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FP&A Certification Is Here! Is Your Team Qualified?

Published By Kerry Raminiak
FP&A Certification Is Here! Is Your Team Qualified?

An Interview with Association for Financial Professionals’ Brian Kalish (Part 1)

As the Association for Financial Professionals’ (AFP) director, finance practice, Brian Kalish has been a part of the invigorating discussion of the role of strategic capital planning in Finance. Especially, as it relates to competing for resources, talent, and priority from Treasury, Budget, and other lines of business.

Recently, Brian was instrumental in launching AFP’s FP&A Certification beta with great stories of individual and corporate interest from around the world.

In Part One of this two-part series, we take the time to learn more about the program and how AFP got to the point of planning 5,000 international testing locations for their very first exam – which is now open for registration!

Planview: Brian, thank you so much for helping us get a better understanding of what AFP is doing for Financial Planning and Analysis (FP&A) professionals. Tell us about AFP’s FP&A certification program.

Brian Kalish: Our inspiration was to approach that “chasm” in corporate finance between Accounting, Treasury, and Portfolio Management. All of those areas have great certification programs already such as the CPA, the CTP, and the CFA. However, FP&A does not.

What we’ve learned is that both professionals and corporate organizations are very receptive to this goal. For the professional, certification gives you a competitive edge. For the corporation, we’ve come to understand that they are seeking a tool, like certification, that can help them solve a number of challenges they are experiencing. Certification will help organizations make better hiring decisions, as it creates


a strong training expectation, and it gives them a retention tool. We are seeing corporations express interest in certification as a way to make investments in their analytical team members.

Planview: Specifically, what can an individual expect from signing up and taking the certification exam?

Brian Kalish: Technically speaking, it’s a two-part exam. The entire exam is seven and a half hours long. We’ve contracted a control test proctoring firm, Pearson Vue (, which has locations around the world and will accommodate an individual’s schedule to take each part of the exam on different days.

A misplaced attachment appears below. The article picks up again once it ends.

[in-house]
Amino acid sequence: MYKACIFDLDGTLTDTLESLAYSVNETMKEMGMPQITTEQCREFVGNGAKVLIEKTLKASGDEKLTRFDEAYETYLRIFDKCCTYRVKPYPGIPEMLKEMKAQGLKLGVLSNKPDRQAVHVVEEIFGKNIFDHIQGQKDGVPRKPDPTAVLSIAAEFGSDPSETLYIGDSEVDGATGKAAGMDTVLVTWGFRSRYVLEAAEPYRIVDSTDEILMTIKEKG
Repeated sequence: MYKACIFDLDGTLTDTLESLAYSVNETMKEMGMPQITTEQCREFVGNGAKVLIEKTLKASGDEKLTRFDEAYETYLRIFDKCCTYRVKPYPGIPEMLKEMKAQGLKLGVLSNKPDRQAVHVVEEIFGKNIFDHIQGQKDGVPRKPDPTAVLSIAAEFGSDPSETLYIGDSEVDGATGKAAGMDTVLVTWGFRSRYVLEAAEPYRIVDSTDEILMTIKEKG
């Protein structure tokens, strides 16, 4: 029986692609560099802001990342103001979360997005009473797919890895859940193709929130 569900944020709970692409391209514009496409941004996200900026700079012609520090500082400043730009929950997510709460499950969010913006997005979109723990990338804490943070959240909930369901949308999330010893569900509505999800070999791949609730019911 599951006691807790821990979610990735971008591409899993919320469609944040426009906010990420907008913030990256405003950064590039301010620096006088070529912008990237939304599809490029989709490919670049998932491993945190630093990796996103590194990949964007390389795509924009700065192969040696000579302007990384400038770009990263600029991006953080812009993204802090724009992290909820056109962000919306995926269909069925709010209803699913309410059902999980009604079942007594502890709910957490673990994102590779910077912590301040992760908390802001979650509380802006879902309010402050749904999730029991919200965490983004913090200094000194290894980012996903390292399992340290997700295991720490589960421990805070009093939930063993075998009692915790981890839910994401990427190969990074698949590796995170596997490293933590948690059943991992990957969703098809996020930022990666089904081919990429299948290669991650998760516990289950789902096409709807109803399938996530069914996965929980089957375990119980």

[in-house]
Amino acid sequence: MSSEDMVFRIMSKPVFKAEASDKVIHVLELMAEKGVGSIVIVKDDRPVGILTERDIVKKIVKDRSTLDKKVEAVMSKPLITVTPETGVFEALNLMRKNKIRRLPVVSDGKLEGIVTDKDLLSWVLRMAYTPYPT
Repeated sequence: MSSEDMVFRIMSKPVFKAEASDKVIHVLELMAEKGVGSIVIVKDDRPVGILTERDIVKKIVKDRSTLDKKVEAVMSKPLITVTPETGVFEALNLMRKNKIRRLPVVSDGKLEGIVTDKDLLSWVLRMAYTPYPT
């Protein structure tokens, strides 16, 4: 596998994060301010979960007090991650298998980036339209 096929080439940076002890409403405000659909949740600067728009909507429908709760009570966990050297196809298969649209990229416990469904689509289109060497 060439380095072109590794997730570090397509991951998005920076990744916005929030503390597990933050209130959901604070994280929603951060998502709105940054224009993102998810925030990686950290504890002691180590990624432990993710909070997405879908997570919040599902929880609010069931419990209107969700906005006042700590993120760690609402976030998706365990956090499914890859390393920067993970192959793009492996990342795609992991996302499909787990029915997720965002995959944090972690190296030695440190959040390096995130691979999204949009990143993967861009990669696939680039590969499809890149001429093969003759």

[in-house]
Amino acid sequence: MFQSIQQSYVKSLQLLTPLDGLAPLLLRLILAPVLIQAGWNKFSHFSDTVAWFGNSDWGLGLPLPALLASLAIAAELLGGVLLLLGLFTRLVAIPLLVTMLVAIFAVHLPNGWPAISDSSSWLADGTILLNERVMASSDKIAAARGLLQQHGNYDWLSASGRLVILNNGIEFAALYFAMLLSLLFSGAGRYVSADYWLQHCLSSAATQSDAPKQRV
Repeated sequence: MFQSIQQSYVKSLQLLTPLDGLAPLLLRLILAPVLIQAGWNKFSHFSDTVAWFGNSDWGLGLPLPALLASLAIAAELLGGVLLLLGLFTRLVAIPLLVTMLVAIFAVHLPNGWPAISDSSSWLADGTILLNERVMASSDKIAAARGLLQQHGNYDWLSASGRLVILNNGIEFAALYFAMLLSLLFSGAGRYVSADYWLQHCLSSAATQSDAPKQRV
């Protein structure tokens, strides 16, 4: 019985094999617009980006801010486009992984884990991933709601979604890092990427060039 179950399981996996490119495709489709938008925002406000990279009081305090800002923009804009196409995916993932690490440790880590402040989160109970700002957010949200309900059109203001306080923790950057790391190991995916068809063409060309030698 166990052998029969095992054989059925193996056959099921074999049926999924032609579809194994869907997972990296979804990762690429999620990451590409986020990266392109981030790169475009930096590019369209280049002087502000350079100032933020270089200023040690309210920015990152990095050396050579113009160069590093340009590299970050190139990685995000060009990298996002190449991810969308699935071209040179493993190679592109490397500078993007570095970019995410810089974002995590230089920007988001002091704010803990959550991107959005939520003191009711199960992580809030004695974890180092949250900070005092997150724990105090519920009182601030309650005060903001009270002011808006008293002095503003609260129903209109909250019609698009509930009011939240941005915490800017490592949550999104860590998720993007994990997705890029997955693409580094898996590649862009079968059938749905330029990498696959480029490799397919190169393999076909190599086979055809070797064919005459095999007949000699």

The goal will be to provide a score to the professional beyond pass and fail on where they stand on a standardized understanding of the skills and abilities of a professional with between three and five years of experience. Certification will articulate that the individual can be considered a qualified generalist, with the “world view” of FP&A expertise.

Planview: How did you derive the exam, itself?

Brian Kalish: We’ve utilized our large base of volunteers, which is one of many reasons being a non-profit has served us so well. First, we started with a focus group of FP&A professionals from around the world to determine what FP&A is. From there, we surveyed 4,000 international practitioners with questions surrounding the criteria we built from the focus group, to be able to itemize a list of skills and abilities an FP&A professional with three-to-five years of experience should be able to do with confidence. Then we aggregated correlations between expectations and realities.

With the criteria in hand, we had several teams of volunteers create and vet questions. They needed to be able to refer specific text books so that we had recommendations for study literature. Then we needed to create several alternate questions because the test needs to change twice a year indefinitely.

We kicked off registration for the beta test which will be on February 1, 2014. This group is the validation of this hard work, three-years in the making.

Planview: So where are you now in being able to offer bi-annual certification exams?

Brian Kalish: As mentioned, February 1st is the beta exam. We have over 100% of needed enrollment for this exam that will to allow us to create a “cut score”. This will allow our team and consultants to evaluate each question for question bias, geographic applicability, language accessibility, and much more.

This test needs to be internationally useful, not only across industries but continents as well. I am pleased to say that the beta has participants in every continent except Antarctica. This was important for us and for our constituents.

By May 15th, we will have this data and the final tests results.

In Part 2 of this two-part series, we ask Brian about what he has learned about the industry from those interested in certification. The global influence not only surprised me, but Brian as well.

To learn more about the Association for Financial Professional’s FP&A Certification program, visit

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Written by Kerry Raminiak

Kerry Doyle Raminiak writes and manages the development of thought leadership materials within the purview of project-based business operations and corporate financial long-range planning. Before joining Planview, Kerry owned and operated a marketing communications firm that specialized in developing messaging for software, web-based applications, and other technology niches. Kerry has a BS in Communications from Towson University Maryland, and an MA from Pepperdine University.